Following my comments on UEC and Genoil on May 22nd, I was surprised at the level of interest expressed by Gumshoe followers, and others, who I expect will soon be new Gumshoe Irregulars. It seems that my short discussion on oil has spawned a plethora of questions regarding Genoil, which I will attempt to answer in this communication with Gumshoe subscribers.
By far, the bulk of the world’s commercial traffic is carried by ship. And ships are powered by fuel oil, which refers to the heaviest commercial fuel obtained from refining crude. It’s normally called Bunker oil, though the US Navy calls it residual fuel. Basically it’s a Class 5/6 fuel oil, is of high viscosity, and it has to be pre-heated before use. It’s the stuff left at the bottom of the barrel after the more volatile crude is removed. Bunker oil is the cheapest and dirtiest fuel on the planet, and the globe’s predominant source of sulfur dioxide and nitrous oxide emissions. The ECA (North American Emission Control Area) states the sulfur content of a large ship’s bunker fuel runs as high as 27,000 ppm. Compare this with the diesel of a large truck, which registers only 15ppm.
The sulfur content of bunker fuel is 3.5% to 4.5%. Just to give a brief, but meaningful indication of what this means, the EPA states cleaner (0.5% S) marine fuels will result in 14,000 fewer premature deaths by 2020 and 31,000 by 2030 – and this just for US territorial waters. Accordingly, the ECA mandates all ships coming within 200 miles of the coast of North America today must burn bunker oil with a maximum1% sulfur content, to be further reduced to 0.1% by 2015. It’s claimed this will result in an 80% reduction of smog producing oxides of nitrogen within two years.
Similarly, the EU and California already limit sulfur content of ships in port to 0.1%, whereas outside the ECA’s territorial zone, they can revert to cheaper bunker fuel with its higher 3.5% sulfur content. While most shipping lines will burn high sulfur content heavy oil on the open ocean, the maximum permitted in most of the designated areas around the globe is currently 1.0%, scheduled for a further reduction to 0.1% by 2015.
The danger to human health that this type pollution spews forth is well acknowledged in all industrialized and developing countries, from China to the EU, Russia and North America. The dilemma facing shipping lines is how to reduce low priced fuel oil’s high sulfur content cheaply. The main procedure in use today is heating, which can cost as much as $30/barrel. Here’s the dichotomy. Shipping lines must burn bunker in order to remain profitable and be economically competitive. However, the current cost of reducing the sulfur content in bunker fuel is simply prohibitive. It’s economic to do so with diesel, but not with fuel oil. It’s not for lack of trying. Every viable technology is being examined, but the only one that seems feasible and to hold promise is the Genoil Hydroconversion Upgrader.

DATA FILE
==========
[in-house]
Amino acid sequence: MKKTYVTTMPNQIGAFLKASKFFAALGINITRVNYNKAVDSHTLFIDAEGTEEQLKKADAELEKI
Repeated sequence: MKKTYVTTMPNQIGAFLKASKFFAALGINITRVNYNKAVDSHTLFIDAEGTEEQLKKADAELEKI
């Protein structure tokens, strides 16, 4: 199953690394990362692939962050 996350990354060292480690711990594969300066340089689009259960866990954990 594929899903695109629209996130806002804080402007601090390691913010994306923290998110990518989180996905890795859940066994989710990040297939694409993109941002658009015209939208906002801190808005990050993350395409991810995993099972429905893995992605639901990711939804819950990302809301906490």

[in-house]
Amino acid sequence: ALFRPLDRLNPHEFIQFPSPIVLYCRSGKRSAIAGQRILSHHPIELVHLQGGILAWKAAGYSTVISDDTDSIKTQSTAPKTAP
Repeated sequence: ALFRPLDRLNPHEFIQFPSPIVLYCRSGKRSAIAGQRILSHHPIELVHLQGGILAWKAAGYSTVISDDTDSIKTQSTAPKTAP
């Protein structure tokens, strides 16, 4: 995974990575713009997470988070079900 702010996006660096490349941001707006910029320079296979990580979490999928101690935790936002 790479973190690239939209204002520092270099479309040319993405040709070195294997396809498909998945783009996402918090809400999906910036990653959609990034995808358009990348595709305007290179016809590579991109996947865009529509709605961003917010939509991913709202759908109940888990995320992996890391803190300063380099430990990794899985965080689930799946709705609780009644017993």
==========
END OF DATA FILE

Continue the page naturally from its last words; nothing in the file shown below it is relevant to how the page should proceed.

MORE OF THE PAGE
This process is based on a fixed bed reactor, which simplistically put is a mixing device and method for introducing hydrogen into a fixed bed reactor. Basically it’s a process for treating crude using hydrogen in a special unit, which is a reactor that through high temperatures and high pressures breaks down the hydrocarbon molecule and adds hydrogen to the molecule. They call it the GHU.
I don’t pretend to understand the petroleum chemistry involved, but both the United States and Canadian patent offices were suitably impressed, and have issued patents to the company on its technology. Additional US patents were issued under Method and apparatus for introducing fluids into a hydrocracking reactor. It’s one of three US patents the company has received. This led me to the next question. Has this technology been verifiably tested, or was it still in the theoretical stage. I’ve invested in far too many new technologies that showed infinite promise and negligible performance.